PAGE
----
One line near the beginning of National Review’s issue-wide blistering of Donald Trump revealed for me the subconscious motive behind the enterprise: “He and Bernie Sanders have shared more than funky outer-borough accents.”
Ah, I thought, a dog whistle to the cognoscenti. The real problem with Donald is that he grew up in Queens, not Manhattan or Greenwich. He might have been “to the manor born,” but it was the wrong manor. Ted Cruz missed his target. Those aren’t “New York values.” It’s those tacky “outer-borough values.”
Yes, I know the NR editors and their contributors dealt with many more substantive manners, some of which are of genuine concern, but that sentence, buried in a parenthesis in only the second paragraph of the lead editorial “Against Trump,” said more to me of their feelings about Donald than everything else combined. He’s vulgar. He’s not one of us. Even more, he doesn’t need us.
Now I don’t mean to make enemies here. After all, we all want to be needed. And every single one of the contributors to the issue is quite smart and some are personal friends. Also, I have on occasion written for the online edition of the magazine myself and some years ago they published a favorable profile of me, for which I am grateful. But this attack was not only several bridges too far, it was a bridge to nowhere.
Many of their arguments revolve around whether Trump is a “true conservative.” Instead of wading into the definitional weeds on that one — as they say on the Internet, YMMV — allow me to address the macro question of what the purpose of ideology actually is. For me, it is to provide a theoretical basis on which to act, a set of principles. But that’s all it is. It’s not a religion, although it can be mistaken for one (communism).
Ideology should function as a guide, not a faith, because in the real world you may have to violate it, when the rubber meets the road, as they say. For those of us in the punditocracy, the rubber rarely if ever meets the road. All we have is our theories. They are the road for us. If we’re lucky, we’re paid for them. In that case, we hardly ever vary them. It would be bad for business.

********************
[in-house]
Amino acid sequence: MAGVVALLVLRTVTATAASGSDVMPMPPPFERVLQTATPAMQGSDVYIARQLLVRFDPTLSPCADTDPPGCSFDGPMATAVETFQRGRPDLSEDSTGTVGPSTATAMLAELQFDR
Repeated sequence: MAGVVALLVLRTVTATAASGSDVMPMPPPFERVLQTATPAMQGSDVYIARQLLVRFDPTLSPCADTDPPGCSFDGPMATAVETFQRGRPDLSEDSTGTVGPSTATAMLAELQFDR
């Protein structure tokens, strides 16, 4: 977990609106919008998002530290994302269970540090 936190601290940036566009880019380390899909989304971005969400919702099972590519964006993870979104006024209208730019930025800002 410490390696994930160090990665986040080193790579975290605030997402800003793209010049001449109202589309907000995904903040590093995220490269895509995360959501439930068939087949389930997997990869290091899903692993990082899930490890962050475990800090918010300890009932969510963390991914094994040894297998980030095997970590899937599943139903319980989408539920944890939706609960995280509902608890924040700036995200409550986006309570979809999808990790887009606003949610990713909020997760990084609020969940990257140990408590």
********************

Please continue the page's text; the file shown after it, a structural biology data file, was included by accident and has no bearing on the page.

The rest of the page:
Trump’s perspective was the reverse. The rubber was constantly meeting the road. In fact, it rarely did anything else. He always had to change and adjust. Ideological principles were just background noise, barely audible sounds above the jack hammers.
When National Review takes up arms against Trump, it is men and women of theory against a man of action. The public, if we are to believe the polls, prefers the action. It’s not hard to see why. The theory has failed and become increasingly disconnected from the people. It doesn’t go anywhere and hasn’t for years. I’m guilty of it too. (Our current president is 150% a man of theory.) Too many people — left and right — are drunk on ideology.
That is why, more than any other potential matchup, I would like to see Donald Trump and Bernie Sanders go head-to-head in the coming presidential election. And, although far from a sure thing, this is becoming increasingly likely.
It would be an American epic — the quintessential business pragmatist against the most extreme ideologue to have run for national office in years … in a nutshell, capitalism versus socialism. Capitalism is ragged and wild and wooly, like Donald Trump. It changes its mind on a dime. Ideology is secondary. Socialism is a rigid utopian theory that leads to bankruptcy (at best) or mass-murdering Maoist totalitarianism. Ideology is primary.
If the battle of those two men were to occur, the true conflict of our society would be drawn. Trump would prevail and, yes, America would be great again.